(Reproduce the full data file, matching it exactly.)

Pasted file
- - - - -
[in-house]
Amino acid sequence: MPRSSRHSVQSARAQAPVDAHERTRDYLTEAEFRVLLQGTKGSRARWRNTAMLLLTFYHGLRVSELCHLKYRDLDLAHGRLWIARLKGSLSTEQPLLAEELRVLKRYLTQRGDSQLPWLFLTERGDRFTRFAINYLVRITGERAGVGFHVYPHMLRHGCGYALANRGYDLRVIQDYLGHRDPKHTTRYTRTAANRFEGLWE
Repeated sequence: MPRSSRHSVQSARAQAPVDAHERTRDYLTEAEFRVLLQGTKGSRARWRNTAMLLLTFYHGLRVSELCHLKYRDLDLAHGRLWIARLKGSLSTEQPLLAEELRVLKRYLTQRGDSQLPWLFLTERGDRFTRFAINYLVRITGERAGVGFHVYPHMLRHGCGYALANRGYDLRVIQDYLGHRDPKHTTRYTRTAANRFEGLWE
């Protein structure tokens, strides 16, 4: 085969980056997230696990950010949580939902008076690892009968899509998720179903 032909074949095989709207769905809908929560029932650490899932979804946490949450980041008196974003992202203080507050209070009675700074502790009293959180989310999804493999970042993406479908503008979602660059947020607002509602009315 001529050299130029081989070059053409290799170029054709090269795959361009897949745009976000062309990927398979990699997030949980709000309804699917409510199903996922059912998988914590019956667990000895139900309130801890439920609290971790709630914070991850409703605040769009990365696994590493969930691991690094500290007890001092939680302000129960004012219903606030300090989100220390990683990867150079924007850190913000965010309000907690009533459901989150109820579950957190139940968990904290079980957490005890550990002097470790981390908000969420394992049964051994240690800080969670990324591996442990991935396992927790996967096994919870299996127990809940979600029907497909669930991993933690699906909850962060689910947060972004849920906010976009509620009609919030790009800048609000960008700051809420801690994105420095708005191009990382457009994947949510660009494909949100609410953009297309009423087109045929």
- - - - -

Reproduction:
[in-house]
Amino acid sequence: MPRSSRHSVQSARAQAPVDAHERTRDYLTEAEFRVLLQGTKGSRARWRNTAMLLLTFYHGLRVSELCHLKYRDLDLAHGRLWIARLKGSLSTEQPLLAEELRVLKRYLTQRGDSQLPWLFLTERGDRFTRFAINYLVRITGERAGVGFHVYPHMLRHGCGYALANRGYDLRVIQDYLGHRDPKHTTRYTRTAANRFEGLWE
Repeated sequence: MPRSSRHSVQSARAQAPVDAHERTRDYLTEAEFRVLLQGTKGSRARWRNTAMLLLTFYHGLRVSELCHLKYRDLDLAHGRLWIARLKGSLSTEQPLLAEELRVLKRYLTQRGDSQLPWLFLTERGDRFTRFAINYLVRITGERAGVGFHVYPHMLRHGCGYALANRGYDLRVIQDYLGHRDPKHTTRYTRTAANRFEGLWE
């Protein structure tokens, strides 16, 4: 085969980056997230696990950010949580939902008076690892009968899509998720179903 032909074949095989709207769905809908929560029932650490899932979804946490949450980041008196974003992202203080507050209070009675700074502790009293959180989310999804493999970042993406479908503008979602660059947020607002509602009315 001529050299130029081989070059053409290799170029054709090269795959361009897949745009976000062309990927398979990699997030949980709000309804699917409510199903996922059912998988914590019956667990000895139900309130801890439920609290971790709630914070991850409703605040769009990365696994590493969930691991690094500290007890001092939680302000129960004012219903606030300090989100220390990683990867150079924007850190913000965010309000907690009533459901989150109820579950957190139940968990904290079980957490005890550990002097470790981390908000969420394992049964051994240690800080969670990324591996442990991935396992927790996967096994919870299996127990809940979600029907497909669930991993933690699906909850962060689910947060972004849920906010976009509620009609919030790009800048609000960008700051809420801690994105420095708005191009990382457009994947949510660009494909949100609410953009297309009423087109045929």